Earthquakes and Explosions: Shocking Events at Kapoho and Halema’uma’u in 1924

Kilauea-1924April 21, 2014 @ 7:00 pm - 8:30 pm Precisely 90 years ago—on April 21, 1924—residents of Kapoho were evacuated as hundreds of earthquakes shook their village.  In the weeks that followed, explosions wracked the summit of Kīlauea Volcano, creating difficult challenges for staff at the Hawaiian Volcano Observatory and the Hawai`i Volcanoes National Park.  This evening, using USGS Hawaiian Volcano Observatory logs, geologic field notes, National Park Service reports, newspaper accounts, photographs, and other records from 1924, long-time HVO volunteer Ben Gaddis tells the tale of Kīlauea’s most violent eruption of the twentieth century from the perspective of the people who lived through it.

 

by

Lei Hulu at Lyman Museum

Copy Img0084May 1, 2014 @ 3:15 pm – May 16, 2014 @ 4:15 pm This May, Lei Hulu of Hilo will delight Museum visitors once again with a special exhibit of traditional Hawaiian featherwork by the students of Kumu Doreen Henderson, a master crafter of lei hulu. Examples of featherwork on display include lei papa (flat lei often used as hatbands), kāhili, `uli`uli (feathered gourds and rattles), `ahu`ula (feathered capes), and even an elaborate crested mahiole (helmet). Practitioners of lei hulu have traditionally used feathers from endemic birds such as `apapane, `elapaio, `i`iwi, mamo, and `ō`ō, but with these either endangered, or in the case of mamo and `ō`ō, extinct, they now rely on feathers from ducks, geese, guinea hens, peacocks, pheasants, and quail. Aunty Doreen’s own red-and-yellow lei kamoe (headband) is made up of “regular” goose feathers.

Aunty Doreen learned the art from Kumu Mary Kahihilani Duarte-Kovich, herself a student of the late Aunty Mary Lou Kekuewa, one of Hawaii’s most renowned lei hulu practitioners and a second cousin of Aunty Doreen.  An annual Museum attraction since 2006, this year’s special exhibit will be on display from May 1 through May 16, 2014.

Hawaiian Weapons of War

LYMAN MUSEUM

Alika Tejada, pūkaua (war leader) for the High Chief at Pu`ukoholā Heiau near Kohala, presents a riveting program on the manufacture and use of nā mea kaua, the traditional Hawaiian weapons of war.  What materials were used to fashion the pāhoa (dagger), niho manō pāhoa (shark-tooth dagger), newa (war club), ka`ane (strangling cord), ihe (spear), ko`o (staff), and niho manō hoe (shark-tooth war paddle), and how were they made and used?  What are some of the other little-known, precontact weapons early Hawaiian warriors created and employed so effectively?  Come learn from a true craftsman and practitioner of his culture!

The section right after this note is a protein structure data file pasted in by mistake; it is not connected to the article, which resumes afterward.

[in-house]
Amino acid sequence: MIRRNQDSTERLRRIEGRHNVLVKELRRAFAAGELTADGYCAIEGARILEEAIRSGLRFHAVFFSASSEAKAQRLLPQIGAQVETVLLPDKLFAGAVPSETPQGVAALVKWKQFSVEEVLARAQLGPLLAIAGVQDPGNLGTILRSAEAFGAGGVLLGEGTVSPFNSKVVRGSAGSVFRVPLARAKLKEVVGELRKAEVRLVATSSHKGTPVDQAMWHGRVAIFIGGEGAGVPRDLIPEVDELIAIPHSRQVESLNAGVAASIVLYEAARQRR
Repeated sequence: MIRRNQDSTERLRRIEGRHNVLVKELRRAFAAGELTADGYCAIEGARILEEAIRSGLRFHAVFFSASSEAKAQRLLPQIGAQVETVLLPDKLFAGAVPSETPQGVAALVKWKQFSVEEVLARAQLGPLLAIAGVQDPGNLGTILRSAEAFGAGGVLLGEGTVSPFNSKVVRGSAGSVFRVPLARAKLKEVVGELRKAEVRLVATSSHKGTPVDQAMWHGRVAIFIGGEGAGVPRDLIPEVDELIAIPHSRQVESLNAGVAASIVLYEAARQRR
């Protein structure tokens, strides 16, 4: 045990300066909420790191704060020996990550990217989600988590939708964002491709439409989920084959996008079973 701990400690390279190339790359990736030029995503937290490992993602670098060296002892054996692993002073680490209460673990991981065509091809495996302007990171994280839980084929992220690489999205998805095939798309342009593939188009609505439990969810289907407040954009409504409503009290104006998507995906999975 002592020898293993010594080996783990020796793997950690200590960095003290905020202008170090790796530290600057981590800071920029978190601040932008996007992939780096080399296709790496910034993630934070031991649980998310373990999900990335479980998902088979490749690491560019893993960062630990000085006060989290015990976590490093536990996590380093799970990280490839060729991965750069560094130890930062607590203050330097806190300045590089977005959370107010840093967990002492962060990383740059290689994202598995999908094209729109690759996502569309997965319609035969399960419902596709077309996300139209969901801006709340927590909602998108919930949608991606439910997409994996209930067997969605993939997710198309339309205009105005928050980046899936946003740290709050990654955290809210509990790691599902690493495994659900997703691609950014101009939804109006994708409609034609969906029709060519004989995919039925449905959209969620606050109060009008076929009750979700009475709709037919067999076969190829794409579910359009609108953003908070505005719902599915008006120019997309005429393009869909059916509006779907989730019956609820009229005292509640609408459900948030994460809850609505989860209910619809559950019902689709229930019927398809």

April 7, 2014 @ 7:00 pm - 8:30 pm

Cost: $3; Free for Museum members

 

John Howard Pierce: Photographs of Hawai’i Island 1958-1969

Pierce-extended-banner July 26, 2013 through June 28, 2014

(original closing date has been extended from January 11,2014 to June 28, 2014)

John Howard Pierce, a former Hawaii Tribune-Herald reporter and Lyman Museum curator, was an avid photographer who meticulously documented his beloved home of Hawai’i Island in the mid-twentieth century, a pivotal period defined and galvanized by the admission of Hawai’i into the United States in 1959.

The photographs in this exhibit–a small but representative sampling of the John Howard Pierce Collection–provide a view to this recent past, revealing a community ambitiously growing, changing, and constructing a new future; remembering and reclaiming its traditions; and savoring the simple pleasures of everyday life.

We invite you to view Hawai’i Island of half a century ago through the lens of John Howard Pierce, whose photographs help the Museum tell the story of Hawai’i, its islands, and its people.